Norwegian Grieg Seafood will not allow any funds from its Green Bond to be used to purchase feed supply from Cargill Aqua Nutrition, which is wholly owned by Cargill Inc. Grieg Seafood has excluded Cargill purchases from the eligible project types because of Cargill Inc.’s connections to deforestation in the Cerrado soy market.
Grieg Seafood sees an opportunity from its Green Bond (issued in June and worth USD 103 million) to influence the Brazilian soy supply chain, a major driver of deforestation, including legal land clearing. Grieg Seafood is opening a dialogue with Cargill about its operations in Brazil, hoping to push the company to reduce its deforestation risks. The dialogue is occurring although Grieg Seafood does not source from Cargill’s operations in Brazil. Grieg Seafood, in taking a corporate ownership perspective rather than one that is focused on its direct value chain, is looking to use its market power to sway companies to take action to curb deforestation.
The Green Bond proceeds exclude “feed from Cargill Aqua Nutrition until the mother company Cargill have significantly reduced their soy-related deforestation risk in Brazil.” Grieg Seafood told CRR: “Our goal is an end to soy related deforestation of the Cerrado, and Cargill say that they share this goal so what we now need from them is action.”
Grieg Seafood’s exposure to the Brazilian soy market has led the company to increase action and engagement on deforestation. Soy protein accounts for 23 percent of Grieg Seafood’s feed in Norway and the UK. In general, Grieg Seafood says that Brazilian soy it purchases is Proterra/Round Table on Responsible Soy (RTRS) certified. Before its engagement with Cargill, Grieg Seafood had already been active in efforts to reduce soy-driven deforestation in Brazil. Along with Tesco and Nutreco, Grieg Seafood founded the Cerrado Funding Coalition, which raises money for the Cerrado Conservation Mechanism, an initiative to cut deforestation in the Cerrado. Grieg Seafood plans to soon publish a policy on deforestation soon after its Green Bond framework is launched.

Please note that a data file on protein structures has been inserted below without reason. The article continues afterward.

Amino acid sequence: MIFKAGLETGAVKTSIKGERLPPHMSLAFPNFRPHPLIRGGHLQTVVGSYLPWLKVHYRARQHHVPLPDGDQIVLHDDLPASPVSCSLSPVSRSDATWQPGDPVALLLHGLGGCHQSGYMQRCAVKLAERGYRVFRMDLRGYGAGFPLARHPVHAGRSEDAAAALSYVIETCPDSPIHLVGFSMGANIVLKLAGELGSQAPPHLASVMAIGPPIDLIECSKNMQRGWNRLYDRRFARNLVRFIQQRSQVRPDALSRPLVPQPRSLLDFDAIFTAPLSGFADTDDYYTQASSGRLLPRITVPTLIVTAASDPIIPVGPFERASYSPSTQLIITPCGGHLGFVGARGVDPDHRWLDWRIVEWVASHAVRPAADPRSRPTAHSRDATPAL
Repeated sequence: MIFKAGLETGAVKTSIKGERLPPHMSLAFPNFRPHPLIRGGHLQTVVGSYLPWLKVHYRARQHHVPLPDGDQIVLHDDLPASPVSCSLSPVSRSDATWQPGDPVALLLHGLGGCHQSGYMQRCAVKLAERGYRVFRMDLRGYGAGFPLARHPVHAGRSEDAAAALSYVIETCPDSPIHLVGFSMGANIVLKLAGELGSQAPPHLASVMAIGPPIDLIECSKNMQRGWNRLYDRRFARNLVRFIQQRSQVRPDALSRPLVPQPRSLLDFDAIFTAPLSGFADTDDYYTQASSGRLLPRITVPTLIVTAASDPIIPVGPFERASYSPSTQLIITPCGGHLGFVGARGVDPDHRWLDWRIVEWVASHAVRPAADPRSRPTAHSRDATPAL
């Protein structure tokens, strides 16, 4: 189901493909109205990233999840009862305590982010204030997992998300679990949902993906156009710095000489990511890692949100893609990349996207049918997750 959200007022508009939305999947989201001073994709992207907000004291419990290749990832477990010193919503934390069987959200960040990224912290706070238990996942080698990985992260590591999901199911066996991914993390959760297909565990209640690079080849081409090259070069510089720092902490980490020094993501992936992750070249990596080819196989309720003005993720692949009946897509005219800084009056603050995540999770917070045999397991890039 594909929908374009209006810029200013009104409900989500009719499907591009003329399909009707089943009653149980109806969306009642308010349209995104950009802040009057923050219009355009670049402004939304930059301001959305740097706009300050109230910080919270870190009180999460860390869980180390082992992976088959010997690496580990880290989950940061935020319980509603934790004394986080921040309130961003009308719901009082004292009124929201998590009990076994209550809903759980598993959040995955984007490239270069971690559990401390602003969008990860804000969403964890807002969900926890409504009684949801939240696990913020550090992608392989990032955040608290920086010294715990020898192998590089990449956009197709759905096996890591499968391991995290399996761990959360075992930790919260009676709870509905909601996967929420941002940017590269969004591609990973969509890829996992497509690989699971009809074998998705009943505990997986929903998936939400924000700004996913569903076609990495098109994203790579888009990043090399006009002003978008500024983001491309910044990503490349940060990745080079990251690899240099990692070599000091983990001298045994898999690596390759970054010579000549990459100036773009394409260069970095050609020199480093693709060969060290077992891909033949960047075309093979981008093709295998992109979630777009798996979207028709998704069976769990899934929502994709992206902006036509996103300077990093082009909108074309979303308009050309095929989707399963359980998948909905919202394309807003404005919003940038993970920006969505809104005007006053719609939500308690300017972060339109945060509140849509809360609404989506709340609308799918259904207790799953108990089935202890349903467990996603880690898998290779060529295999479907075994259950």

Prior to Grieg Seafood’s action, Cargill had already seen backlash from buyers over deforestation in the Cerrado. Nestlé stopped sourcing all of its purchases of Brazilian soy from Cargill in 2019 amid the trader not being able to trace soy from its suppliers and changes in policy regarding deforestation in Brazil. Nestlé, however, still purchases U.S. soy from Cargill.
Cargill and other traders could come under more pressure from buyers. The signal from Grieg Seafood with this action is likely more impactful than any direct effect on Cargill’s revenues. Not only does it signal movement within the aquaculture sector on the issue of deforestation, but it also may set a precedent for further exclusion from green financing instruments. If more companies issue green bonds, it could create market access risks for Brazilian soy traders.
Cargill is one of the most vulnerable soy traders to fires in their supply chains, according to CRR’s recently published report. Early last year, Cargill updated its policies on soy and forests, but they may not mitigate all deforestation risks in its supply chain in Brazil. As CRR pointed out last year in a report on Cargill, the company may be exposed to Cerrado deforestation risks beyond the 25 Soft Commodity Forum (SCF) priority municipalities, and financial incentives may not discourage legal deforestation. Cargill has yet to sign the Cerrado Manifesto, and non-compliance with the Soy Moratorium remains a risk in the Amazon biome. CRR concluded that deforestation risk exposure could lead to revenue-at-risk, financing, and reputation risk, and Cargill could face higher cost of capital as its lenders may tighten deforestation policies.